-- "Imagine if Texas lawmakers, in a bid to protect mom-and-pop bookstores, barred Amazon.com from shipping into the state. Or if Massachusetts legislators, worried about Boston’s shoe boutiques, prohibited residents from ordering from Zappos.com. Such moves would infuriate consumers. They might also breach the Constitution’s commerce clause, which limits states from erecting trade barriers against one another. But wine consumers, producers and retailers face such restrictions daily.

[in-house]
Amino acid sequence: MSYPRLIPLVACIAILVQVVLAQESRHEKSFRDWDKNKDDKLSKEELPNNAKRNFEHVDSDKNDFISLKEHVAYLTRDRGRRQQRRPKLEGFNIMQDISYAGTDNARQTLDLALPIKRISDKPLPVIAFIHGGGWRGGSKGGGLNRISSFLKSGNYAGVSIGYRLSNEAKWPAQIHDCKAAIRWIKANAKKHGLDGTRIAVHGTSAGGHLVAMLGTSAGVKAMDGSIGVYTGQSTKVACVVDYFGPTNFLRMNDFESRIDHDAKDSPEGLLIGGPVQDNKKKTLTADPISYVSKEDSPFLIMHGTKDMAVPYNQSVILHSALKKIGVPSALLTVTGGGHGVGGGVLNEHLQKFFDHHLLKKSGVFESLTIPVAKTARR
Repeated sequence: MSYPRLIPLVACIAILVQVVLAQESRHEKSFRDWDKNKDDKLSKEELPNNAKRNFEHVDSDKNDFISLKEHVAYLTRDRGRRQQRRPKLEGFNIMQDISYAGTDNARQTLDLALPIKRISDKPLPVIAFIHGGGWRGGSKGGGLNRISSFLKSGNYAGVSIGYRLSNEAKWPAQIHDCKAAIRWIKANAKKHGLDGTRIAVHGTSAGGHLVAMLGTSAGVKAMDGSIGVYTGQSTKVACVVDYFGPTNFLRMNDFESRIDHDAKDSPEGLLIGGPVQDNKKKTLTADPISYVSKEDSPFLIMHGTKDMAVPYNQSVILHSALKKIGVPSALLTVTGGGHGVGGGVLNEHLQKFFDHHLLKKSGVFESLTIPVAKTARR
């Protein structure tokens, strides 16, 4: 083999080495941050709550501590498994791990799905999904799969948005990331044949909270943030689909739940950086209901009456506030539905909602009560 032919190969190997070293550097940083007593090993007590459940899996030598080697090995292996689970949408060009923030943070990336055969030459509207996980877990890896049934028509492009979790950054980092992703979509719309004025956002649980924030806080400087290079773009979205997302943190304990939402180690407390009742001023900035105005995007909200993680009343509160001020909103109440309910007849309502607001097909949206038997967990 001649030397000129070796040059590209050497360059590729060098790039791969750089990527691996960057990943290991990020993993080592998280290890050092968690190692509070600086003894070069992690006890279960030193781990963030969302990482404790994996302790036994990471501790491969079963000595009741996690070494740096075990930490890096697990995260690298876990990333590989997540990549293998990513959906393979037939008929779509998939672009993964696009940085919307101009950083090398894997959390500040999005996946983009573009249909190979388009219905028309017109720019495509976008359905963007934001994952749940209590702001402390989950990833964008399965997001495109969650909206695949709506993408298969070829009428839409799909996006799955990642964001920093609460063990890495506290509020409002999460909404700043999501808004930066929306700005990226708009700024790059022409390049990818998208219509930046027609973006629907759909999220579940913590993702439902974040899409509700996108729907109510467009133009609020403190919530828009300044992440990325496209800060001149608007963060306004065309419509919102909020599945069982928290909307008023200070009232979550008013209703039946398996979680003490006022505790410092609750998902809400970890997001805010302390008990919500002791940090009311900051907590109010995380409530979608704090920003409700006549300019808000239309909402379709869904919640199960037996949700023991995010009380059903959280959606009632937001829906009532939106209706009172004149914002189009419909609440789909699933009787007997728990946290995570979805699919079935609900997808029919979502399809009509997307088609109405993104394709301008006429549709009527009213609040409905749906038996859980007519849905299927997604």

The wholesaling industry’s survival depends on maintaining today’s highly regulated system. It is estimated that because of wholesalers
, consumers pay 18 percent to 25 percent more at retail than they otherwise would.
Last month, Representative Jason Chaffetz, Republican of Utah, introduced a bill in the House
that would allow states to cement such protectionist laws. It should appall wine snobs, beer swillers and even teetotalers. In this case, the law would protect not small stores and liquor producers, but the wholesale liquor lobby
MP: Congress should just say "No" to the Wholesale Liquor Cartel.